The Department of Agriculture’s National Agricultural Statistics Service will conduct the 2020 Local Food Marketing Practices Survey, beginning this month. First conducted in 2015, the Census of Agriculture special study will look at local and regional food systems and provide new data on how locally grown food in the United States are marketed and sold. The results will be available in November 2021. The 2020 Local Food Marketing Practices Survey is part of the Census of Agriculture Program and is required and protected by law. Federal laws require producers to respond and USDA to keep identities and answers confidential. Farmers and ranchers who receive the survey may complete it securely and conveniently online at or by mail. The deadline for response is February 16, 2021. The survey will ask producers about their production and local marketing of foods during the 2020 calendar year, including the value of food sales by marketing channels such as farmers markets, restaurants, and roadside stands.

Peterson Requests Delay in Nation-wide 5G Network Implementation

Outgoing House Agriculture Committee Chairman Collin Peterson and others on the committee seek a delay in deploying a terrestrial nationwide network to provide 5G services. In a letter last week to the House Appropriations Committee, Peterson says, “There is no room for error when discussing safety and reliability of service for GPS signals.” In July, a group of lawmakers led by Peterson expressed serious concerns surrounding the FCC’s decision, questioning the reliability of GPS for millions of Americans, especially farmers and ranchers who rely on the technology for precision agriculture. Peterson was joined by Republicans Glenn GT Thompson of Pennsylvania and James Comer of Kentucky. Specifically, the lawmakers want the FCC to delay an order granting Ligado Networks 5G development. Representative Comer states, “critical tools like GPS technology must not be disrupted, as our farmers are essential workers who must have the tools they need to do their jobs.” The lawmakers hope appropriation bills will include the delay.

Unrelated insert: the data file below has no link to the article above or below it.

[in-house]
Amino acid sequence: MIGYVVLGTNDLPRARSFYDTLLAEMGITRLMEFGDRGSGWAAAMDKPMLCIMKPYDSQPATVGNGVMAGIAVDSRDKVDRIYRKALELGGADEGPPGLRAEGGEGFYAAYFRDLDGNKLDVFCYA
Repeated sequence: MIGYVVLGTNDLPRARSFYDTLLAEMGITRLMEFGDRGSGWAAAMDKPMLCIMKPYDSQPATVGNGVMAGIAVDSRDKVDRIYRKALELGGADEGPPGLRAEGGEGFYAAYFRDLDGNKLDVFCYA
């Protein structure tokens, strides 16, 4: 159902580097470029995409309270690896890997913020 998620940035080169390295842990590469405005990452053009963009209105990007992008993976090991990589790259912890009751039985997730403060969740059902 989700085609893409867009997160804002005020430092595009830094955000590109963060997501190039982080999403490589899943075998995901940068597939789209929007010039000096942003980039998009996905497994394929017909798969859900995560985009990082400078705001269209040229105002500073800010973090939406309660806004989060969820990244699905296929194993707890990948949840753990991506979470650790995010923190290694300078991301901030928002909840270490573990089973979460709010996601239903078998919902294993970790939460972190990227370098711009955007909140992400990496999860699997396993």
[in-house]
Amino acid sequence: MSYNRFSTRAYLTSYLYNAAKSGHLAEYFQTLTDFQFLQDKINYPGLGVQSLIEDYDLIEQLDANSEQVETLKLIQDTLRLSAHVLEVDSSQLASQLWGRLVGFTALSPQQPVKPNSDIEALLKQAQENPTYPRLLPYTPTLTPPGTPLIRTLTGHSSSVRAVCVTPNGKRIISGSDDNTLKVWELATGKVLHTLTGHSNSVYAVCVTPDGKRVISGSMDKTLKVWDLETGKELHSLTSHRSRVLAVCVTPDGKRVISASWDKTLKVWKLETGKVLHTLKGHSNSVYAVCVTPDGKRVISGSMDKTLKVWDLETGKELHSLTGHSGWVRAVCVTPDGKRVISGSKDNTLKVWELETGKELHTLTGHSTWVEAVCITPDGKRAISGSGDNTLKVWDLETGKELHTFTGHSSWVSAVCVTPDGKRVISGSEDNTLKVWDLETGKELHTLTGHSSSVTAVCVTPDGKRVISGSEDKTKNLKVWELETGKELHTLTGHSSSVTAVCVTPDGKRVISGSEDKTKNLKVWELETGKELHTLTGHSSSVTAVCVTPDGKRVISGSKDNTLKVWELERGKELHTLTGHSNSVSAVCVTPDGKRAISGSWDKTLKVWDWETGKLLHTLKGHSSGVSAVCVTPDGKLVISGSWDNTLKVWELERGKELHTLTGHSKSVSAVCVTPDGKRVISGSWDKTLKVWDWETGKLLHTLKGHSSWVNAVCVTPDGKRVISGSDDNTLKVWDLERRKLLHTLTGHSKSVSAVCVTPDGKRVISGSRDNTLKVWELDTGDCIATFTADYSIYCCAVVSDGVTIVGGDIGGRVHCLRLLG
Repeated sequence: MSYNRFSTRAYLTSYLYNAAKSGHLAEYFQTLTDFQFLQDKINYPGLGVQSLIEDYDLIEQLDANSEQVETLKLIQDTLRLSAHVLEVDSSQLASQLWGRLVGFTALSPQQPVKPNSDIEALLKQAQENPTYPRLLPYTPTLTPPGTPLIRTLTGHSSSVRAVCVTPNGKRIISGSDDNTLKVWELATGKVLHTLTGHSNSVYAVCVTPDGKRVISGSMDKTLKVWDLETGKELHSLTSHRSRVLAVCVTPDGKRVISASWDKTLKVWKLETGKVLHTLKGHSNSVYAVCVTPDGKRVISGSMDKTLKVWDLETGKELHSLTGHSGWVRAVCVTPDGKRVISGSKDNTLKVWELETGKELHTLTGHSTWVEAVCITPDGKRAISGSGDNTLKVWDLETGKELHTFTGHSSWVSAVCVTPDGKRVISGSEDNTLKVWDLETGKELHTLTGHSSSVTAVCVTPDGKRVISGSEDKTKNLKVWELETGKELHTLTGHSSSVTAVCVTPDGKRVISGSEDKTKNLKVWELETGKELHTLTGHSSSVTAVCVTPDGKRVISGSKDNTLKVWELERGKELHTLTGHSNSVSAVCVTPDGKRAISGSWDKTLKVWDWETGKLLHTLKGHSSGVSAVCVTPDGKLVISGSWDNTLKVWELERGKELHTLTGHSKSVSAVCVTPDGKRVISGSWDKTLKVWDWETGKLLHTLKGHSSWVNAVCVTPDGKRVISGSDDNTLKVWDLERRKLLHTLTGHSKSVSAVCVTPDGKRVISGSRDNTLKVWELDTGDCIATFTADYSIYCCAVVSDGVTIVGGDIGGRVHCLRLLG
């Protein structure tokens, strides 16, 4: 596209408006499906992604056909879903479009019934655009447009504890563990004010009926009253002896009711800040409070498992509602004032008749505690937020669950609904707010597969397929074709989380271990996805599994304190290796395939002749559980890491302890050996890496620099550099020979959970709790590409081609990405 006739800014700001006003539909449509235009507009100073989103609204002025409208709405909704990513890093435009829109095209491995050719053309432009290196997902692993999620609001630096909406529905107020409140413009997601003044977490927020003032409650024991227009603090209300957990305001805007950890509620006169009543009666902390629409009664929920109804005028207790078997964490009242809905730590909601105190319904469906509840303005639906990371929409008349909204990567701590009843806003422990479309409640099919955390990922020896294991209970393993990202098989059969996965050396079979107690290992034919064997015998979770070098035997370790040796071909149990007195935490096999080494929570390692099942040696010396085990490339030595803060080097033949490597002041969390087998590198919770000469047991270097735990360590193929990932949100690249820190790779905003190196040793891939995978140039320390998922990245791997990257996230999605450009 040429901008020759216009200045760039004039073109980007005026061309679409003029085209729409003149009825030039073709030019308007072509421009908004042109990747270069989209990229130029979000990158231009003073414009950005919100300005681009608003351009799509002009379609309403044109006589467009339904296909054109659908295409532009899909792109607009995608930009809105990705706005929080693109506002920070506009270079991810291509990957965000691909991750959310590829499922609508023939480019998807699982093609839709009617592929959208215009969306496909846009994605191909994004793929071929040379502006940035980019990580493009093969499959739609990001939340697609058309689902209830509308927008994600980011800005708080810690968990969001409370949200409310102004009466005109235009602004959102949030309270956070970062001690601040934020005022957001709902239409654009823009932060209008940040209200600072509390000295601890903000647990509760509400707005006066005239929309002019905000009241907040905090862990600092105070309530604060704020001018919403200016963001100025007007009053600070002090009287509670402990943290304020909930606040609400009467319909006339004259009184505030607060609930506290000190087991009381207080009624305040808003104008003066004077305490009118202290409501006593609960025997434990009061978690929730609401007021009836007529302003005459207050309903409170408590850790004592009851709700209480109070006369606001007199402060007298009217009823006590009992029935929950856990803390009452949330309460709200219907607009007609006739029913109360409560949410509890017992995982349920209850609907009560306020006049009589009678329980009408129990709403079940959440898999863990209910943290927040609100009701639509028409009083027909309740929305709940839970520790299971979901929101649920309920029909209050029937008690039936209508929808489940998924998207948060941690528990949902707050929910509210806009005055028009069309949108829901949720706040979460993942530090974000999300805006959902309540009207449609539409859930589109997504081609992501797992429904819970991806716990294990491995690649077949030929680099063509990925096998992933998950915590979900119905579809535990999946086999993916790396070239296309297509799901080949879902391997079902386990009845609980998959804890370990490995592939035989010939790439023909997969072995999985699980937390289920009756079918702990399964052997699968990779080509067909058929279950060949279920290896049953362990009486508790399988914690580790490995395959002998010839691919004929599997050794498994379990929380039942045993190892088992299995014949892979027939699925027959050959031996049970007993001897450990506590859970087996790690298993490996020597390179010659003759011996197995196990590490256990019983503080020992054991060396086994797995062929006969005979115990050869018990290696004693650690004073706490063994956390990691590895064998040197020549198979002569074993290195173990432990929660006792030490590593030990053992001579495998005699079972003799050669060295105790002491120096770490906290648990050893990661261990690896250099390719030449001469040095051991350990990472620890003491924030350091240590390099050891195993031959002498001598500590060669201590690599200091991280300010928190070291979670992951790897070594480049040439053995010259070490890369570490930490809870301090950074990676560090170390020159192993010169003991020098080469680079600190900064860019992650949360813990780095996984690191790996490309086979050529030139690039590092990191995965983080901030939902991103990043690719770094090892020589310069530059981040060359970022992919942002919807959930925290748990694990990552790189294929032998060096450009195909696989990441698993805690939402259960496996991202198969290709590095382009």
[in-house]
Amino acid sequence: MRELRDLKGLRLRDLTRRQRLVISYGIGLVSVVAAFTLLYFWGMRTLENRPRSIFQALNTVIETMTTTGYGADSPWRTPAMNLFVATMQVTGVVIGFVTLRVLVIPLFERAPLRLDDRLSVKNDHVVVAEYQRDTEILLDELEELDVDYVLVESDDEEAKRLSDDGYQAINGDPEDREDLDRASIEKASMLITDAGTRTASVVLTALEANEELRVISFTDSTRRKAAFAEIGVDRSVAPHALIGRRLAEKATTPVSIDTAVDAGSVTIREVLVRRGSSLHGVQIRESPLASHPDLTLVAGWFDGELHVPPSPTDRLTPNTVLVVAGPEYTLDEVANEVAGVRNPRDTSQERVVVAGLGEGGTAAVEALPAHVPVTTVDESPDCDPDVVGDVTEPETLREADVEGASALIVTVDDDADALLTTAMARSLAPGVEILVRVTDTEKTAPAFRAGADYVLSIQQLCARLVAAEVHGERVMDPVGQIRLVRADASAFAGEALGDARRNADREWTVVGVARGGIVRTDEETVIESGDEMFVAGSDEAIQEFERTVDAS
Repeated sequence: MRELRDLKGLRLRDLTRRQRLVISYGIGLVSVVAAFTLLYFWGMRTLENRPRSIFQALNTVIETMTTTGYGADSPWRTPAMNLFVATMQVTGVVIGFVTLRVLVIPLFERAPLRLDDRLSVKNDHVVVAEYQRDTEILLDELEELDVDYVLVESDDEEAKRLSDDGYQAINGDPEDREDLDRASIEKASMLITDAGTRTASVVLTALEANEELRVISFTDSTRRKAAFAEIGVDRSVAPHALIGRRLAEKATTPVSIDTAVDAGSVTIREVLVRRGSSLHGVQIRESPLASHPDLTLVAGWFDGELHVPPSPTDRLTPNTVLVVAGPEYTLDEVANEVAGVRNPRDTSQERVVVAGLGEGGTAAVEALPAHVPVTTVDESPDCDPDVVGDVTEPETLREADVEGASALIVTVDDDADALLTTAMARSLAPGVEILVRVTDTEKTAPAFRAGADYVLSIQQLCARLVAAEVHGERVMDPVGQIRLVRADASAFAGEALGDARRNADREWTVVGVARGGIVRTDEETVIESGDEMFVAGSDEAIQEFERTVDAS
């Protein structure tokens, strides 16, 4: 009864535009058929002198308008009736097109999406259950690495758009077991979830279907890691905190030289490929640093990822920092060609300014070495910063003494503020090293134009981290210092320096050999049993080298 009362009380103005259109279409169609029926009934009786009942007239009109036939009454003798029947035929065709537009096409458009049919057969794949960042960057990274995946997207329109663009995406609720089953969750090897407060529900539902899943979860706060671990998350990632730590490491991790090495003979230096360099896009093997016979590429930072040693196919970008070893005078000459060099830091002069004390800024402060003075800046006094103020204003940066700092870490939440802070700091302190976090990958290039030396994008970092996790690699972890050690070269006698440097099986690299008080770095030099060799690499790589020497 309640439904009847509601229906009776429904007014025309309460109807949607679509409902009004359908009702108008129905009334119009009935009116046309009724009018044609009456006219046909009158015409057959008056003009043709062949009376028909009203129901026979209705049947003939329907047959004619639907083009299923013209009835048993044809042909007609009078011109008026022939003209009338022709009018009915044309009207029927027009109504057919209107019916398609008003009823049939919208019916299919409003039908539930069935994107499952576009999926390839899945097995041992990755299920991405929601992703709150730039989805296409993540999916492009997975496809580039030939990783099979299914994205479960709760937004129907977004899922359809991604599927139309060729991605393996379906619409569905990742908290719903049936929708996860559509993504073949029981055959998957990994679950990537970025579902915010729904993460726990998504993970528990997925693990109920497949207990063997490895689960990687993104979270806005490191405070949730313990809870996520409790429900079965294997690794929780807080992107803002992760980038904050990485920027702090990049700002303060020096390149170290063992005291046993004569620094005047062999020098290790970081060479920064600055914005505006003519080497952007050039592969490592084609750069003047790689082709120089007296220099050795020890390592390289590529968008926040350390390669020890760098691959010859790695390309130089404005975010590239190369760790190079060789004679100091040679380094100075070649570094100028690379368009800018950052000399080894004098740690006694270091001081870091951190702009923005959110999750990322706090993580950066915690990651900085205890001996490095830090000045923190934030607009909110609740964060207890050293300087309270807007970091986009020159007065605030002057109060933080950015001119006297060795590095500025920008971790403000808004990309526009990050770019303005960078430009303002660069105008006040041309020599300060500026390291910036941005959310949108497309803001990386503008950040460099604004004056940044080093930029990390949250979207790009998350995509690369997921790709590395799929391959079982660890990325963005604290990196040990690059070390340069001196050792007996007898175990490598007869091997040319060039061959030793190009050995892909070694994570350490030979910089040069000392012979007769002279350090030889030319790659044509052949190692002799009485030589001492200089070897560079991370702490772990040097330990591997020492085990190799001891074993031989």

FCC Chair Pai to Step Down January 20

Federal Communications Commission Chair Ajit Pai (Uh-JEET Pie) will step down January 20, 2021, the day President-elect Joe Biden will be sworn in. In a statement released Monday, the rural Kansas native said, “It has been the honor of a lifetime to serve at the Federal Communications Commission.” Pai was appointed to the commission in 2012 by President Barack Obama, and made chairman by President Donald Trump in 2017. Pai used his time at the FCC focusing on rural broadband issues, among other things. Pai’s term was set to expire in June 2021. The now outgoing chairman mentioned successes in his time, such as closing the digital divide, promoting innovation and competition, from 5G on the ground to broadband from space, protecting consumers, and advancing public safety. Pai grew up in Parsons, Kansas and attended Harvard and the University of Chicago Law School. Pai was the first Asian-American to chair the FCC, which he calls a “particular privilege.”

SOURCE: NAFB News Service

By Brian Allmer - The BARN

Brian Allmer & the BARN are members of the National Association of Farm Broadcasting (NAFB), the Colorado FFA Foundation, the Colorado 4H Foundation, the Colorado Farm Show Marketing Committee, 1867 Club Board Member, Denver Ag & Livestock Club Member, the Weld County Fair Board, the Briggsdale FFA Advisory Council, Briggsdale 4H Club Beef Leader & Founder / Coordinator of the Briggsdale Classic Open Jackpot Show.